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Manga / Dragon Ball

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"I am the Eternal Dragon. State your wish and I shall grant it."

Dragon Ball began as a manga series written and illustrated by Akira Toriyama and serialized in Weekly Shonen Jump from 1984 to 1995, after concluding his previous mega-hit manga Doctor Slump, and spawned a franchise that would become a global phenomenon. Dragon Ball chronicles the adventures of a cheerful monkey boy named Son Goku, in a story that was initially inspired by the Chinese tale Journey to the West (the character Son Goku was inspired by and directly named after Sun Wukong). The manga was soon adapted into two popular anime series: Dragon Ball (which ran from 1986 to 1989), and Dragon Ball Z (which ran from 1989 to 1996). It also received two anime sequels, Dragon Ball GT (1996-1997) and Dragon Ball Super (2015-2018), the latter also having its own manga as well and considered in continuity with the Dragon Ball manga due to Toriyama's involvement with the story development.

In the first third of the Dragon Ball manga (which served as the source material for the eponymous anime), Goku and a huge cast of friends and enemies search for the magical Dragon Balls that they could use to make a wish come true, and encounter many characters and adventures along the way. In between Dragon Ball hunts, Goku and his martial arts-inclined friends train and compete in the periodic "Tenkaichi Budōkai" tournament (known as the World Martial Arts Tournament in the West).

The "boyhood" portion of the manga is generally broken down into the following story arcs (not counting filler from the anime): Emperor Pilaf, the 21st Tenkaichi Budōkai, the Red Ribbon Army, Uranai Baba, the 22nd Tenkaichi Budōkai (Tenshinhan), Demon King Piccolo, and the 23rd Tenkaichi Budōkai (Piccolo Jr). After defeating these major threats to the world, Goku, now a young adult, finally wins the tournament on his third attempt and goes off to get married. The filler arcs present in the anime add extra adventures after the conclusion of most arcs.

The original anime series also spawned four theatrical films in Japan, all of which are fast-paced retellings of the first four Story Arcs that, while honoring the manga and anime, are completely unafraid to tell them in their own way. The first three movies produced in the late 80s, Curse of the Blood Rubies, Sleeping Princess in Devil's Castle, and Mystical Adventure, form their own trilogy due to how one leads naturally into the next. The fourth film, The Path to Power, was released during the production of Dragon Ball GT as part of the franchise's tenth anniversary in 1996. While none of the Japanese movies ever covered anything related to Piccolo, the live-action movie produced in the US, Dragon Ball Evolution, did.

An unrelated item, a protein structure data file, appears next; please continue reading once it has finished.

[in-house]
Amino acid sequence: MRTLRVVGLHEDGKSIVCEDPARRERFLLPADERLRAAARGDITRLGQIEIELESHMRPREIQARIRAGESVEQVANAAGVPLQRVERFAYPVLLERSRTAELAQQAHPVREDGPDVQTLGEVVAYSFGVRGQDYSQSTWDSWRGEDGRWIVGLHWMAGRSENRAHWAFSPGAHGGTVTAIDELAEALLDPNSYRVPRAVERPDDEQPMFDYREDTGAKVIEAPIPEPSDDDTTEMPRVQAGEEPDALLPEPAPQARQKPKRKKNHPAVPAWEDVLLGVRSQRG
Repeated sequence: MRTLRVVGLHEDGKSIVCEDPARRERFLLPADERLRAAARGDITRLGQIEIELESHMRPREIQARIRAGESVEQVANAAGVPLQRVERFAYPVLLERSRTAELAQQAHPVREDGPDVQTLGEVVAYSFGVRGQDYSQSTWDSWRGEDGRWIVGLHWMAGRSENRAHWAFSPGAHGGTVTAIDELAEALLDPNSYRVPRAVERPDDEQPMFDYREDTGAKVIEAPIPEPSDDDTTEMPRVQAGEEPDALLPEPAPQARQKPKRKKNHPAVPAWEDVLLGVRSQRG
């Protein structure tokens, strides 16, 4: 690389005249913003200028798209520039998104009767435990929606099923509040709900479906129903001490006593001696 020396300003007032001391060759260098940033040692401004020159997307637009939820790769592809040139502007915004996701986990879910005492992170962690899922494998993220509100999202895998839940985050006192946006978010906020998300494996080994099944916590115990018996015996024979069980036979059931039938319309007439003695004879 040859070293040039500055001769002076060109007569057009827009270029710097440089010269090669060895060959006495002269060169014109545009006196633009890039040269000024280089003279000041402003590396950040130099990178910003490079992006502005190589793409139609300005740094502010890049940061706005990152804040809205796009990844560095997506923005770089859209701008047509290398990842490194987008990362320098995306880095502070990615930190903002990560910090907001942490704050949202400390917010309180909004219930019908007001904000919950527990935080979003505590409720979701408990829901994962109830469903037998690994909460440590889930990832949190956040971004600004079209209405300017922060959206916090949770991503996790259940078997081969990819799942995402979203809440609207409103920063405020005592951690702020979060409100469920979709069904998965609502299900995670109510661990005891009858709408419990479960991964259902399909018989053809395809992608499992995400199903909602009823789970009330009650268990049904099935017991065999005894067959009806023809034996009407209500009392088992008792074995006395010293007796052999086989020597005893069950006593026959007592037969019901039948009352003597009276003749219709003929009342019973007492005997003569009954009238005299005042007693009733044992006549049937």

The last two thirds of the manga depict Goku as an adult as he learns what he truly is, avenges the destruction of his race, meets even more friends and rivals, is joined by the offspring of him and his rivals, and continues his quest to become ever-stronger and engage in challenging battles (and saving the world along the way). The story was written entirely in a single run and is called Dragon Ball throughout in its native Japan, with the Dragon Ball Z anime debuting the week after the Dragon Ball anime without missing a beat. In the West meanwhile, the latter half of the manga was published as Dragon Ball Z, because the anime of the same got its critical exposure there before the earlier half of the story. Even the collected volumes are adjusted in the West so that the first Z manga issue starts with Raditz's arrival, rather than finishing off the 23rd Tenkaichi Budōkai like in Japan.

The arcs covered by the Z portion of the manga (not counting filler from the anime) include: the Saiyans, Namek, Android, Cell and Majin Buu, as well as a Trunks: The Story chapter that covers Trunk's backstory in more detail. The latter half of the Namek arc is often divided into a separate Frieza Arc, due to how long the climactic battle with the titular Arc Villain takes. After the defeat of Majin Buu, seven years pass and Goku meets Buu's reincarnation, a boy named Uub. Goku departs with him in the hopes of training him into a great fighter. For more on that part of the series, visit the Dragon Ball Z page.

Since the conclusion of the manga in 1995, Toriyama has produced three stories related to Dragon Ball: the self-parody Neko Majin Z in 2005, Jaco the Galactic Patrolman in 2013, and a one-shot contained in the collected volumes of the previous listing called Dragon Ball Minus that shows Toriyama's take on Goku's father, Bardock. Toriyama has also contributed multiple character designs for various movie and video game characters, and was involved in the writing process for Dragon Ball Online, Yo! Son Goku and His Friends Return!!, Battle of Gods, Resurrection F, the continuation Dragon Ball Super in both anime and manga forms as well as Dragon Ball Super: Broly.

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